I’ve always been a fan of fantasy films and shows, although I’ve barely been able to get through a fantasy novel, save Tolkien and Jordan, but when The Witcher was coming out, I was excited because of the trailer and a coworker at the time was an avid gamer with nothing but praise for the video game franchise.

The Witcher started out as a fantasy novel by Polish author Andrzej Sapkowski, titled Blood of Elves, in 1994 and since then The Witcher saga has developed into a video game franchise as well as the Netflix show released in December 2019. The show has a richness and a grittiness to it while still employing many facets of a fantasy world. The organizing of the show was slightly confusing at first, as the pilot episode served as an prolouge to the rest of the show.

The pilot episode kicks off with the main character Geralt, played by Henry Cavill, defeating a monster, which is his job. He then enters a city in order to cash in on the monster, but is refused due to nobody having any use for what the monster has to offer. He eventually finds a buyer but discovers it’s also a job offer to kill a human (which he doesn’t do) and leaves.

By the end of the episode, he takes out about a half-dozen bad guys employed by the woman he was to kill, as well as the woman. With her dying breath she tells him where his destiny lies. The episode ends shortly after him leaving. During the course, there has been a secondary storyline weaving through of a princess named Cirillia (Freya Allen, The War of the Worlds) who has to escape her beseiged city. It is hinted that she is somehow special but no real explanation is given.

I mentioned the organizing of the storyline was slightly confusing because the first episode is set in a present time-frame. As the season goes on, it bounces between Cirillia, Geralt, and a sorceress named Yennefer (Anya Chalotra, Sherwood), the events are not set in the same time period, however. The story involving Geralt and Yennefer are in the past, while Cirillia’s adventures are in the “present.” Once you understand that, the series is amazing.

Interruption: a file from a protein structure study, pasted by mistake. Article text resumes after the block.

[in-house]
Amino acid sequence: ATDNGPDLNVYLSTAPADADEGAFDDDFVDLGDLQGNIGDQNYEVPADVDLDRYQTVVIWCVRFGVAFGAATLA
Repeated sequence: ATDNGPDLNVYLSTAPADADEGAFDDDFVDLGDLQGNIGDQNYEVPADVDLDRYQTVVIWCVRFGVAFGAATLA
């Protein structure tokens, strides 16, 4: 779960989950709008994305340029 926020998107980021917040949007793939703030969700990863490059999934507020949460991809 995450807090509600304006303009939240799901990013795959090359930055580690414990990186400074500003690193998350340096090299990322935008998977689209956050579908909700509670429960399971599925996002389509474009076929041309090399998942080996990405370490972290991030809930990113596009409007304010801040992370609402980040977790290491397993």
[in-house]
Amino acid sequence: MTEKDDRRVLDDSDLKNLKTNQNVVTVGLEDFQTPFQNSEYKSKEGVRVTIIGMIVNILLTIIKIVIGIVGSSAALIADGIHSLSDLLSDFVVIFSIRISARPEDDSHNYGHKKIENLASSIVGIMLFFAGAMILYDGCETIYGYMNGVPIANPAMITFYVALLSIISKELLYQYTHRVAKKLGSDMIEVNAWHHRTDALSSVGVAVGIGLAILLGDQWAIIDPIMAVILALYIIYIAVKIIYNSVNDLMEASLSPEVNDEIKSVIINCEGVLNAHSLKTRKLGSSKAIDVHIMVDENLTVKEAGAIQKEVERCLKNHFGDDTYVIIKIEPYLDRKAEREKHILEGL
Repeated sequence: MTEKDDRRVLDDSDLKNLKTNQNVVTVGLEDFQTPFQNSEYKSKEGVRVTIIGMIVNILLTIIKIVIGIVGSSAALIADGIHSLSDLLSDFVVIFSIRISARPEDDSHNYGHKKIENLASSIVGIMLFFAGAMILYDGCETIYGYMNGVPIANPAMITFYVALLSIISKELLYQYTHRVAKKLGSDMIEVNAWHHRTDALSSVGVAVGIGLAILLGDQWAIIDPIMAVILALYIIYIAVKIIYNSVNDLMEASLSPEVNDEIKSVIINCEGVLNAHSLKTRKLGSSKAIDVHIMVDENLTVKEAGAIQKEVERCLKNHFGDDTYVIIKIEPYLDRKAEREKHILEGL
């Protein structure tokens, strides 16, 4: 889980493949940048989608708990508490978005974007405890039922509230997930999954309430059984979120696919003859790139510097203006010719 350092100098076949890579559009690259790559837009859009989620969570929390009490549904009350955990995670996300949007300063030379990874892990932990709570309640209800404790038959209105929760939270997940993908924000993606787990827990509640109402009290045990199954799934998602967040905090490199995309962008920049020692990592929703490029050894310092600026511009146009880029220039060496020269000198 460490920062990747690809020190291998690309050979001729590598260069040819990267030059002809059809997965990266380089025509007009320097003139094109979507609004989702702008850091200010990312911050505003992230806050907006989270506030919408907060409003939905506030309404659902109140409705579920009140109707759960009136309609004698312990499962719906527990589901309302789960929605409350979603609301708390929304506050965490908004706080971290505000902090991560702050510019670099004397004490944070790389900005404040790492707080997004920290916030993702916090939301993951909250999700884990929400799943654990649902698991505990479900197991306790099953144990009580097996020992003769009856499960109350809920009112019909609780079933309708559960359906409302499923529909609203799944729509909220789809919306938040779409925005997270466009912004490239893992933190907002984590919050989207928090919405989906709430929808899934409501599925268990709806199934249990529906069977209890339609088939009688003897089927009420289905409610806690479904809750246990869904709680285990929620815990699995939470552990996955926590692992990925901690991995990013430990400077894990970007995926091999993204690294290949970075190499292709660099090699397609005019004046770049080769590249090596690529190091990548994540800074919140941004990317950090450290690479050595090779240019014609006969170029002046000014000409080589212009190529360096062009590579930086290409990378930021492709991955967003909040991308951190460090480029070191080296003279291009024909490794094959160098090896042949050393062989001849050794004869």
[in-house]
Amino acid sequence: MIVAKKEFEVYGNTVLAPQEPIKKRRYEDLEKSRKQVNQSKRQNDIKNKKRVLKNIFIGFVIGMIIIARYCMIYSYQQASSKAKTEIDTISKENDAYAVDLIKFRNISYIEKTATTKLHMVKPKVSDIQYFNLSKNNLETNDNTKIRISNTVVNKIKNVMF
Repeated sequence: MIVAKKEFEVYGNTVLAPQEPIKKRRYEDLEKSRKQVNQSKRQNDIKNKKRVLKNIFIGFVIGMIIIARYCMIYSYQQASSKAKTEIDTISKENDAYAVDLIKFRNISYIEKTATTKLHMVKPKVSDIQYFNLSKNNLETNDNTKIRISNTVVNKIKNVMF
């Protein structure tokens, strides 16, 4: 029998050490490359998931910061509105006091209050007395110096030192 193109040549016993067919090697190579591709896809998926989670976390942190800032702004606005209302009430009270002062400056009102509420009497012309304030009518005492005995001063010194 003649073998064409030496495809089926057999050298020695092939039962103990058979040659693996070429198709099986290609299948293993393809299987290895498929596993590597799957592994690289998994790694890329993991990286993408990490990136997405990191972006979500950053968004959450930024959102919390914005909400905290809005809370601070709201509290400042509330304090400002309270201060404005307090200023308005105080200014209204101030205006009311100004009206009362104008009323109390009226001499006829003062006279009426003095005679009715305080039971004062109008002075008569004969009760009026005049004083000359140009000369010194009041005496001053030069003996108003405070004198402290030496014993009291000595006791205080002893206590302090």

I had spoken about writing a novel like a show, using the episodes of a show to be the chapters of your novel, and The Witcher is a fantastic example of this. The reason Cirillia is so important is relatively unimportant, at least at the time of discovery, so if the story were to start at that point, there would be no hook.

By placing the pilot episode at the clinching point, or the crisis, it draws the viewer in and now you’re invested. You want to know how Geralt and Cirillia are destined for each other and it hooks you for the ride. The opening chapter should do the same thing for your book.

The first chapter of the book needs to have the hook it takes to suck the reader in and not want to put it down. By the end of the chapter, they should feel the need to binge read your book. There needs to be an investment by the reader to the character(s), and the character(s) need to be relatable at some level so the reader has something to invest into. The relationship between a reader and character is a two-way street.

We live in an interesting time where the shows being put out are invaluable to writers as a guidebook to how you should write your stories. Whether it be a standalone novel, series, or a short story, entertainment is entertainment. All entertainment follows a general relatable guide.

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